Negro Labor News Service was a publication which sought to present news from a socialistic and racial point of view. While not revolutionary, the paper advocated social and economic restructuring that would seem extreme to contemporaries.
One of the main luminaries behind the paper was Frank Crosswaith, a political activist and also a major African-American voice. A Caribbean immigrant, Crosswaith eagerly took to the politics of his adopted land as an advocate for greater equality and democracy. His political outlook favored a fusion of labor and socialist parties. However, he was opposed to communism, which he considered to be "a stumbling block in [the socialists'] campaign to organize the Negro population of the United States."
Crosswaith, besides acting as an advocate on social issues, also sough to act within politics. He for several positions in government, including Secretary of State with Norman Thomas, Congressman, Lieutenant Governor, New York City Council, and the President of the Board of Aldermen. Additionally, he authored The Negro and Socialism.
Other important contributors were Earl Lawson Sydnor, a Black Bostonian poet and James Oneal, an historian and author who wrote The Next Emancipation.
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November 30, 1929
This week's newsletter addresses the discrimination that exists in the labor movement towards Negro workers and calls for solidarity in labor struggles.
January 3, 1931
This edition examines the significance of the year 1930 in light of the quest for social and economic justice and the hope that 1931 holds.
January 10, 1931
This week, Frank Crosswaith attacks an unnamed criticizer and the spending of money for defense against poison gas.
January 17, 1931
In this edition, the author criticizes the Secretary of State Stimson for lecturing Liberia on slavery.
January 24, 1931
Crosswaith notes an article by R.L. Buell which discusses the connection between the Firestone Rubber Company and the institution of slavery in Liberia.
February 7, 1931
The newsletter this week proposes public ownership of the means of production to solve the increasing problem of unemployment. Also addressed is a national tour by Frank R. Crosswaith and a proposed ban on racial discrimination by insurance companies.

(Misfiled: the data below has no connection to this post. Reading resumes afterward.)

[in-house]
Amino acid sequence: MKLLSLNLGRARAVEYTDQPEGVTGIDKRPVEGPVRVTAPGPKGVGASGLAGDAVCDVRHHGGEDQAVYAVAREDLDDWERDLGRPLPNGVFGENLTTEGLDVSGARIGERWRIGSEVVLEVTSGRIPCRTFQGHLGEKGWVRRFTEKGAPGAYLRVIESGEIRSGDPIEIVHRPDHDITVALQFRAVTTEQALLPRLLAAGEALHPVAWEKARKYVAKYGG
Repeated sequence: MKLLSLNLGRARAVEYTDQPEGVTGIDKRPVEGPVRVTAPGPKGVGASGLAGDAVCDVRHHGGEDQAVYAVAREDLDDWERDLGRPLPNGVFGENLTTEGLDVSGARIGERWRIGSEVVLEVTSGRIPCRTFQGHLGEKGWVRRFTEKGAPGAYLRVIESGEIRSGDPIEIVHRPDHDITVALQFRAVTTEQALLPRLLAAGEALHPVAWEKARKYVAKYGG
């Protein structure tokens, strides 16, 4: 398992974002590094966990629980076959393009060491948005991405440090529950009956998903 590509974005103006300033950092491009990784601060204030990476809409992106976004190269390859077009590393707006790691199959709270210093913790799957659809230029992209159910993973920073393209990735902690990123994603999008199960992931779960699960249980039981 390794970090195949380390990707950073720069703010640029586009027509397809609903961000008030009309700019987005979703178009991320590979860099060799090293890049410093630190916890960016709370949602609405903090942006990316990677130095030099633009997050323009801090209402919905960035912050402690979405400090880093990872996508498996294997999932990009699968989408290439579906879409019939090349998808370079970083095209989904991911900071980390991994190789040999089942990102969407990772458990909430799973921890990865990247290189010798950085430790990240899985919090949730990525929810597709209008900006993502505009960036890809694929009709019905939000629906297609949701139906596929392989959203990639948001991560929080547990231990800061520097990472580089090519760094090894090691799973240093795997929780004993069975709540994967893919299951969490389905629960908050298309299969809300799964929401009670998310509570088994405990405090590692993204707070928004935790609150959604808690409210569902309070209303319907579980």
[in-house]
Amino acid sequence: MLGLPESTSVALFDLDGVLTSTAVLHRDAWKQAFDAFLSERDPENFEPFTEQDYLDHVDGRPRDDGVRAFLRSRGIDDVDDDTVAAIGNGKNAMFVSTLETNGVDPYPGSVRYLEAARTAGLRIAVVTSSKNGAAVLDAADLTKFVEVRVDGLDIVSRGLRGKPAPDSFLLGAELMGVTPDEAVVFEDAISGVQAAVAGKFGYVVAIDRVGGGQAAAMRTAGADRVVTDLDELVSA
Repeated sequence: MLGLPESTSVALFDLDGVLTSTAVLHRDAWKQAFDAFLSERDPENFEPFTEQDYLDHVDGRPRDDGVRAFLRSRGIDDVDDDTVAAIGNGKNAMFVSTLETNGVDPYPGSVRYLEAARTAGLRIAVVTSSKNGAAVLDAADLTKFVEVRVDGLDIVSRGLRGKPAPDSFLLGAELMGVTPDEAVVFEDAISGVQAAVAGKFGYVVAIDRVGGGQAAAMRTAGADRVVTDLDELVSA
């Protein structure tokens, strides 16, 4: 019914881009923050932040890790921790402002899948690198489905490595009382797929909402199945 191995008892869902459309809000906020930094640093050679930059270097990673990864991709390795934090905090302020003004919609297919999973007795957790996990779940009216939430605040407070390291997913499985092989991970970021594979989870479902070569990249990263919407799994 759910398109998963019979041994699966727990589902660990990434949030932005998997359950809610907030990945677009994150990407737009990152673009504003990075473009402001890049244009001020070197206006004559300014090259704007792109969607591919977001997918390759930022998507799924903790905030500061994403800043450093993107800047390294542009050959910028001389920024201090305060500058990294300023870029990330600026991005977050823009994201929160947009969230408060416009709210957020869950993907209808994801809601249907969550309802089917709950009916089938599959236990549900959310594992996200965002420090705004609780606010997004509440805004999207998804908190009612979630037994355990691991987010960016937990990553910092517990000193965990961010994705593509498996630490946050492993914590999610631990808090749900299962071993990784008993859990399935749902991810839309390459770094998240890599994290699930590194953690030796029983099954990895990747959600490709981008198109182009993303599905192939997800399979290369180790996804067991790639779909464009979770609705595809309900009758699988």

February 14, 1931
This edition again focuses on the need for socialistic methods to assuage the problem of unemployment and also announces the availability of Frank Crosswaith for labor organizing in the western states.
February 28, 1931
This week, Crosswaith calls for a new history that does not serve as the tool of the ruling class, but instead recognizes the contribution of the common men and women who do the work of maintaining civilization. There is also a story concerning the American occupation of Haiti.
March 14, 1931
The newsletter this week reviews a book by Dr. John Hill entitled Negro--National Asset or Liability, which is well-received, but with qualifications. There is also a section by James Oneal which attacks the division of the working class by race or religion and argues in favor of a unified front against the ruling class.
March 21, 1931
Earl Lawson Sydnor discusses the necessity of uniting Negroes around a progressive political agenda to win control of the resources of the nation. The newsletter also describes Crosswaith's tour through Ohio.
March 28, 1931
Crosswaith reviews Negro Membership in American Labor Unions, which details the discrimination that Negro workers have received in labor organizations.
April 4, 1931
This week is the first installment of a series by James Oneal named The Next Emancipation. The newsletter focuses on the similarities between the experience of white workers and black workers, describing both as "slaves" of the master classes. The problem, for Crosswaith, is not based on superficial divisions of race or creed, but is based on the need for cheap labor.
April 11, 1931
The second installment deals with the inherent inequality of the capitalist system, because of the wage labor system.
April 18, 1931
The third installment of the series by James Oneal deals with the incapability of reformist solutions, such as Booker T. Washington's plan to create black capitalists, to solve the fundamental problem of inequality. An account of discrimination against Frank Crosswaith in a restaurant is also included.
April 25, 1931
This week, the fourth installment dwells on Marcus Garvey's plan to create an "Africa for the Africans." The result, according to Oneal, would simply be the substitution of black capitalism for white capitalism, with no change in substance.
May 2, 1931
The result of creating an "Africa for the Africans," according to Oneal, would be nothing more than a Negro imperialism, with the same exploitation by the ruling class. He also compares the plight of Negro workers with that of the Irish in an earlier stage of American history and offering this lesson as a message of hope.